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292,559 · Hyatt · "Concrete and Concreted Pavement and Roof-Pavement, and Substructure for the Same" · Page 2
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iron against deterioration from rust; third, to deaden sound; and, fourth,
as a non-conductor, to prevent condensation and dripping of moisture,
and to make a roof cool in summer and warm in winter.
My improvement also consists in the further combination of concrete with both plates and beams in the form of concrete cantalevers to strengthen and stiffen the plates.
My invention also further consists in combining the concrete with the structure as a load between the beams under the plates, to produce vis inertiæ for resisting impact and concussions.
My invention, consists, further, in keying the concrete trottoir or foot-surface of the structure to the protecting under face of concrete, put on to prevent condensation and rusting, by means of plates cast or formed with openings for letting the plastic pass through in sufficient mass to firmly unite and hold the under facing to the top overlayer.
My invention, with reference to public interests, consists, furthermore, in forming a trottoir or foot-surface on the sidewalks of public streets made with water-courses or gutters, the same serving, also, as débris-stops to fruit-skins, to arrest sliding and consequent falling of persons when caught stepping upon such things carelessly thrown in the public footway-- a feature in this part of my invention consisting in forming the gutters to run diagonally across the sidewalk for the purpose of making walking across them easy.
My invention consists, further, in combining metal plates with beams to form metallic roof-pavements by so uniting concrete and metal plates as to produce beam strength and rigidity by the union, and thus render webs or blades of metal on the plates unnecessary, this union being effected by the perforations in the plates, which so interlock the concrete with the metal as to bring into play the compressive resistance of the concrete simultaneously with the tensile resistance of the metal when the structure is weighted and under strain.
Figure 1 is a perspective view representing one of my improved sidewalks. Fig. 2 is a perspective view representing in full size a piece of a plate when made of cast-iron, and designed for a dry foot-surface and a safety one, as against slipping on fruit-skins or similar débris endangering life and limb.
A indicates the main girder that carries the area-covering one side and the sidewalk proper, or trottoir, on the other. B indicates the street-wall at the curb; C, cross-beams, resting at one end upon the wall and at the other upon the girder A; D, metal plates that form the surface of the structure; E, concrete trottoir or foot-surface; F, protecting under layer of concrete; F', concrete keys between B and F; F², between-beam concrete under D to weight structure; G, safety-guttered surface, water, and débris channels; G', between-gutter spaces for concrete filling; E', concrete
filling between gutters; J, glasses for giving light; a a,
keying-holes for concrete to pass through; C C, débris-channels
Fig. 1 represents but a small part of the sidewalk as coated with concrete. This is done in order to more clearly show the naked metal plates-- ten in number-- which cross the beams that are underneath them, after the manner of laying wood floors. The bolts that fasten the plates are not shown, the drawings being on too small a scale.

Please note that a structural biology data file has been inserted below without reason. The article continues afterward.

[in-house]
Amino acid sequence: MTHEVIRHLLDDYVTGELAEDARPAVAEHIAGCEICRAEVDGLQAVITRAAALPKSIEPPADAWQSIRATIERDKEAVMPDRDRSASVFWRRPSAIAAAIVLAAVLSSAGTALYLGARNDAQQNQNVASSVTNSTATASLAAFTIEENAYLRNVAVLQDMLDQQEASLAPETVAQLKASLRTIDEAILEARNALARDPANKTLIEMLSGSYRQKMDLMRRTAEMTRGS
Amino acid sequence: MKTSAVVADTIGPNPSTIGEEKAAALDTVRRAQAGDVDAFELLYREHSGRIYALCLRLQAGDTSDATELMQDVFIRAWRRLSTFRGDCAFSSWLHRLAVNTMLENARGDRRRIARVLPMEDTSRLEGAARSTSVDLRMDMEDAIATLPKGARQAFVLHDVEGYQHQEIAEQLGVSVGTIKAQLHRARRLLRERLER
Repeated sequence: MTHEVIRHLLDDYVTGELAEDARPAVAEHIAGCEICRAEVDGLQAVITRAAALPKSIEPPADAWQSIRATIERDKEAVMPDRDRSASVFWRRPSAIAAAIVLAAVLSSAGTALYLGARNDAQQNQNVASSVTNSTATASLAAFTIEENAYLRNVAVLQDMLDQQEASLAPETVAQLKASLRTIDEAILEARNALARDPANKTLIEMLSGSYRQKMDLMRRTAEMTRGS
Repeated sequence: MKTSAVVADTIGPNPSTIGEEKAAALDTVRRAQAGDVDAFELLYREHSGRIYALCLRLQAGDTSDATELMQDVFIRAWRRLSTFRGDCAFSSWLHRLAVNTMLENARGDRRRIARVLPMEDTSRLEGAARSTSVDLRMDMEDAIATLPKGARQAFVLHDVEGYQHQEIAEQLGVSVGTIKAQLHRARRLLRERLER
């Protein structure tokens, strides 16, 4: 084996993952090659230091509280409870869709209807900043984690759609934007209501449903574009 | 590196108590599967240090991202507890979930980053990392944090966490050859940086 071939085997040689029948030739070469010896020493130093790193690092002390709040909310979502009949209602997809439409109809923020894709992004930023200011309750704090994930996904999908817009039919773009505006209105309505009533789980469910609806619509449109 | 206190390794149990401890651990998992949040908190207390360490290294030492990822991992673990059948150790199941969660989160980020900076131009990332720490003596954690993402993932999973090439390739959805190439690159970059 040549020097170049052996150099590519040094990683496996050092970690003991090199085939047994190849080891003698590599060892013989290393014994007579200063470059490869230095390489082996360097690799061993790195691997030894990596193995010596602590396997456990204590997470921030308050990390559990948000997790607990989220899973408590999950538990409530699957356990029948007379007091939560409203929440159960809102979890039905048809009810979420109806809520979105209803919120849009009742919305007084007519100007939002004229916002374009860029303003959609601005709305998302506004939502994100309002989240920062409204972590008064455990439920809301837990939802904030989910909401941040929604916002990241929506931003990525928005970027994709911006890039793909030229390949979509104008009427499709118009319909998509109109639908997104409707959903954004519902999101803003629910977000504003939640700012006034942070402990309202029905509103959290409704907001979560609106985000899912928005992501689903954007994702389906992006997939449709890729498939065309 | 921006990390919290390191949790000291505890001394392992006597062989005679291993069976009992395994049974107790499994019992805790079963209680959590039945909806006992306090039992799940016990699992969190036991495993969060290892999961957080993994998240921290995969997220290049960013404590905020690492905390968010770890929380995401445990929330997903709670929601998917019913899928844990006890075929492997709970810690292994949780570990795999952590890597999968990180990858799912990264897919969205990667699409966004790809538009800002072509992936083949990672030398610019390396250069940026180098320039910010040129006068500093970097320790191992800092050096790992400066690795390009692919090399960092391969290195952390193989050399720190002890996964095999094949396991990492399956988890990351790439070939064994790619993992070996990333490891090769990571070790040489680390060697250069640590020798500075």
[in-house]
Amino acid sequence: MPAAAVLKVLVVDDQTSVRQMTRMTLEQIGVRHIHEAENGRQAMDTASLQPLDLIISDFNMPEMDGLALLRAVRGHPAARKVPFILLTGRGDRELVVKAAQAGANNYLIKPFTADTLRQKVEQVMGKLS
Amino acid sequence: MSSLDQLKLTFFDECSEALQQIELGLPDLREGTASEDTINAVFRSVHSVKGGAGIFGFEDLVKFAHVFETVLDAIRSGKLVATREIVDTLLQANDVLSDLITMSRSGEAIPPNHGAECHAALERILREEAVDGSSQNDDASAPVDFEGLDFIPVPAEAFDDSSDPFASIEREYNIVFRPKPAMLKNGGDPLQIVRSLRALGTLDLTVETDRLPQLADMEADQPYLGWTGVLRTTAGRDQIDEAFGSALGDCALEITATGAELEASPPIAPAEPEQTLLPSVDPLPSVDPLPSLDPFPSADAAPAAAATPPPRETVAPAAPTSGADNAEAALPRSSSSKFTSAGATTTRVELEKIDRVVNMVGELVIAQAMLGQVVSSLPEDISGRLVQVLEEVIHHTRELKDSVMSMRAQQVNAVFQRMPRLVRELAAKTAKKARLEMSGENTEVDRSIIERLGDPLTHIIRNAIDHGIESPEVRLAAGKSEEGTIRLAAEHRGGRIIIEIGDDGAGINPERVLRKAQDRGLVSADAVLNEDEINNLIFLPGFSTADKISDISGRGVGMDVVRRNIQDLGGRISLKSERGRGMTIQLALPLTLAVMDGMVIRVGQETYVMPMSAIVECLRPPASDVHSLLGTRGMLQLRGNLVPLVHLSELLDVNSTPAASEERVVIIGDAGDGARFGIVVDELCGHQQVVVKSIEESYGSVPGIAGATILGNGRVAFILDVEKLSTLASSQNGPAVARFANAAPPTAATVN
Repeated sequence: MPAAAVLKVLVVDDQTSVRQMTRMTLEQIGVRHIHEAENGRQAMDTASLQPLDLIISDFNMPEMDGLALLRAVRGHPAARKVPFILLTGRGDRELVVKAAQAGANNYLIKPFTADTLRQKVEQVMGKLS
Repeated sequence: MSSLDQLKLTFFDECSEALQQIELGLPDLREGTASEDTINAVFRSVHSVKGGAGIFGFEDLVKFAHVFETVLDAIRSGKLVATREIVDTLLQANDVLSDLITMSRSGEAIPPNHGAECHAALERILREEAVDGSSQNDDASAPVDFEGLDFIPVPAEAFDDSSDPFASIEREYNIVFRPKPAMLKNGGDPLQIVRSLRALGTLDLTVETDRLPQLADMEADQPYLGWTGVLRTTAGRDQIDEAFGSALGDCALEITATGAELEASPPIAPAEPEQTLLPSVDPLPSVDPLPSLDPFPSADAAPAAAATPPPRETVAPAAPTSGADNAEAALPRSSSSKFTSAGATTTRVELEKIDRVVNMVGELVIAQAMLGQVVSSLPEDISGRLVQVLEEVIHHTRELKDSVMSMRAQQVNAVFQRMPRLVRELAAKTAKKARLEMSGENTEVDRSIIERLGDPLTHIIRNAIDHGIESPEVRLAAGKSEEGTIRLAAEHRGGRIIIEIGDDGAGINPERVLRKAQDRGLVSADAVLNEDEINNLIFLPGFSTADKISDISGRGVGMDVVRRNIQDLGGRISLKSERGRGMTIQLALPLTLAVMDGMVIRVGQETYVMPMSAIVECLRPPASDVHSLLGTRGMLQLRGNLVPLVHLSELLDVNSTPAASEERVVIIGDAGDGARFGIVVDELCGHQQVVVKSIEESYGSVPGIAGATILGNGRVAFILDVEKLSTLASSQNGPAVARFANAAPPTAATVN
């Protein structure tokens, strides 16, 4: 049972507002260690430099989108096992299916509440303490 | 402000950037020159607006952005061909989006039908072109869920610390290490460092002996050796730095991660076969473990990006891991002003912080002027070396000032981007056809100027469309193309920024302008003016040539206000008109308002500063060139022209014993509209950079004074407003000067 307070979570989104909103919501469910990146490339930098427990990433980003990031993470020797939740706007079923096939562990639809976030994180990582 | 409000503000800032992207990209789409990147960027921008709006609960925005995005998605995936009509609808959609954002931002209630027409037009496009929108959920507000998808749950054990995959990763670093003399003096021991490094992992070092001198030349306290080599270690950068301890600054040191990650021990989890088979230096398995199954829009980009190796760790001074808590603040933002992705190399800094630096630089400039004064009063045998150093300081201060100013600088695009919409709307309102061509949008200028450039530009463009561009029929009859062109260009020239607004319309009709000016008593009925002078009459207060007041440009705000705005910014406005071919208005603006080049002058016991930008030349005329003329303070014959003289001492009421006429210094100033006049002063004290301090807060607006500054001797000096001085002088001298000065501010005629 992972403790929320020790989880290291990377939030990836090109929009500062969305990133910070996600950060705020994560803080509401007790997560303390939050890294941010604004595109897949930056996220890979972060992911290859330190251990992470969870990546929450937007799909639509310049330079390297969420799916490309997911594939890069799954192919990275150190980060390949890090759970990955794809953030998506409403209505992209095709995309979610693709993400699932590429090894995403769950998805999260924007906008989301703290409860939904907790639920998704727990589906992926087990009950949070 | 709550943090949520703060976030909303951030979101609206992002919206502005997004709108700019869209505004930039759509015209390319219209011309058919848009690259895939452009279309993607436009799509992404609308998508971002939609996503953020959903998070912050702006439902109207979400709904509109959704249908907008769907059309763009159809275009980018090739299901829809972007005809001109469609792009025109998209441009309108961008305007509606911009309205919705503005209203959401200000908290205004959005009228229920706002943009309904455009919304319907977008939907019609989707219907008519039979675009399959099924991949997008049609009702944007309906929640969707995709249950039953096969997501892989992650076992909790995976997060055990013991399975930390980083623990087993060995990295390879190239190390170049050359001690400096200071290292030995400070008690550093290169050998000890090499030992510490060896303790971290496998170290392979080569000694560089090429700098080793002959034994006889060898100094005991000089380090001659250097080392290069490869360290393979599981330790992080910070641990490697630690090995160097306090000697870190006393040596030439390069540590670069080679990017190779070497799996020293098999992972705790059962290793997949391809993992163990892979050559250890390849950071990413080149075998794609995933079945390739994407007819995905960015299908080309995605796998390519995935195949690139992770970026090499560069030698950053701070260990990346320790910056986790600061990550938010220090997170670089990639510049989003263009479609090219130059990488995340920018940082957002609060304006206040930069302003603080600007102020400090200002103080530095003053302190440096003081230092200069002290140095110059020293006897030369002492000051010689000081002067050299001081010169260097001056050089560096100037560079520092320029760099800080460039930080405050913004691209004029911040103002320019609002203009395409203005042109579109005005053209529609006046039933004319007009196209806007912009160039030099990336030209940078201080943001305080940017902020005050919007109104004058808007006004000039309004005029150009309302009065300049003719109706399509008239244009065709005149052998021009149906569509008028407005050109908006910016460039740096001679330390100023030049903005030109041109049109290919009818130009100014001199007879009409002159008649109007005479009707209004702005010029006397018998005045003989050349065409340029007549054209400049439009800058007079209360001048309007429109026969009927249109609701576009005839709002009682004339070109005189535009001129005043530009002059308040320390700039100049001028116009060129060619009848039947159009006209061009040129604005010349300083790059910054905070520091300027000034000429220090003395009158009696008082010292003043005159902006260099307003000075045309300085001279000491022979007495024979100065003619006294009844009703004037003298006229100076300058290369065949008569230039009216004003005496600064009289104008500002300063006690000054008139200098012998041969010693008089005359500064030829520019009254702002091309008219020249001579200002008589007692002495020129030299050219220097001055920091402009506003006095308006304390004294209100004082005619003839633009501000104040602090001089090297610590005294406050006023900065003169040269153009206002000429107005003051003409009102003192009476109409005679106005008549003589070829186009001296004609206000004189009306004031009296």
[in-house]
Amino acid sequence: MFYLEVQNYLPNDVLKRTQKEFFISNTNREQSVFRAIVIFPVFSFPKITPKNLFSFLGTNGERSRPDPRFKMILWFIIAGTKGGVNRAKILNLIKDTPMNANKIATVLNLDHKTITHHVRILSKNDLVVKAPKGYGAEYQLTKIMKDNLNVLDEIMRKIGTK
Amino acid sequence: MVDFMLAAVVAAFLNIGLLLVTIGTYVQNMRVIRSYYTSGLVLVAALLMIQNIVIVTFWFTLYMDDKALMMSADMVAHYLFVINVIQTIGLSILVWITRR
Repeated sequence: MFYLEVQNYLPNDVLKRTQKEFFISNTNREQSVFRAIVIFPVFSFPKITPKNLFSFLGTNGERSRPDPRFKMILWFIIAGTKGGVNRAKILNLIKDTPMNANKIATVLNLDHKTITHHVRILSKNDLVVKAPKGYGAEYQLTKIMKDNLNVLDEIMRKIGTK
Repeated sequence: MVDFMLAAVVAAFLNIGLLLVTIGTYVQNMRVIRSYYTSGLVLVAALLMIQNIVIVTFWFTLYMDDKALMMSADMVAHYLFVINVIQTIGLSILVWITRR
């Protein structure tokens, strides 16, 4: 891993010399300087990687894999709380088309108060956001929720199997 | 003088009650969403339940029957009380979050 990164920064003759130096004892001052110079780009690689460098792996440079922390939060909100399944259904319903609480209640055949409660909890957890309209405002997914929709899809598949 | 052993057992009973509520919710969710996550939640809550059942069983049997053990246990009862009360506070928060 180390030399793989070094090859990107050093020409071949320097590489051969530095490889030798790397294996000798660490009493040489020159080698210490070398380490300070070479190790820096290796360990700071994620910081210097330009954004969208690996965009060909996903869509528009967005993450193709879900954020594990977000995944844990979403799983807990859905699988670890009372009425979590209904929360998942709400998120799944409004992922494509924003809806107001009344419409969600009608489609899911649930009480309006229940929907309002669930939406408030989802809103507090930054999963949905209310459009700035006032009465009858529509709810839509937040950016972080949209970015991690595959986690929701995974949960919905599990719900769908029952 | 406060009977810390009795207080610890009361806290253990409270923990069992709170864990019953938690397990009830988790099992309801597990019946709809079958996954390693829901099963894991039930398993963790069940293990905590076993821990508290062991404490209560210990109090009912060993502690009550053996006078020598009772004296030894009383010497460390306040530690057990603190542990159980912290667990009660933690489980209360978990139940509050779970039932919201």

The cantalever form of the under-surface concrete is indicated by the letter F, where the concrete is brought down in a curve to and rests upon the bottom flanges of the beams.
The between-beam concrete filling underneath the plates to weight the structure and produce a vis inertiæ sufficient to enable the structure to withstand impact and concussion is indicated by the letter F².
I have represented the area between the girder A and the building as covered in the ordinary manner, where grating, tiles, or plates set with small glasses are bolted to supports underneath them, and the joints are made good by bedding, bolting, and packing; but my invention herein set forth is independent of the light construction, and the glasses may be either bull's-eyes or large glass plates, according to fancy.
The end beam of the construction shown by Fig. 1 is purposely omitted in order to better show the edges of the iron plates and the thickness at this point.
F', Fig. 2, shows in full size the strength of the key of concrete which unites the concrete trottoir to the under face of concrete, that protects against rust and prevents condensation and dripping of moisture.
a a, Figs; 1 and 2, indicate the keying-holes that form a feature of the invention, those of full size in Fig. 2 giving a clear idea of their size and formation. The thickness of metal represented may be varied.
b b, Fig. 2, clearly represent the gutters, and show the diagonal lay of the same across the plate.
E', Fig. 2, indicates the between-gutter concrete, that here takes the form of strips or bands, and where light is desired these concrete bands are set with glasses, as indicated by the letter J.
Where the trottoir is formed of plates cast with a safety-surface such as is represented by Fig. 2, I propose to make the width of the concrete strips about three inches and the width of the gutters one inch. Such a surface in a rain would be measurably dry, and gutters only three inches between would be sure to arrest any sliding banana-skin or other fruit débris under the foot of an unfortunate pedestrian and prevent a fall. I design these safety-plates to be employed both for making pavements and roof-pavements.
Fig. 1 represents a surface where the degree of safety is the difference between non-slipping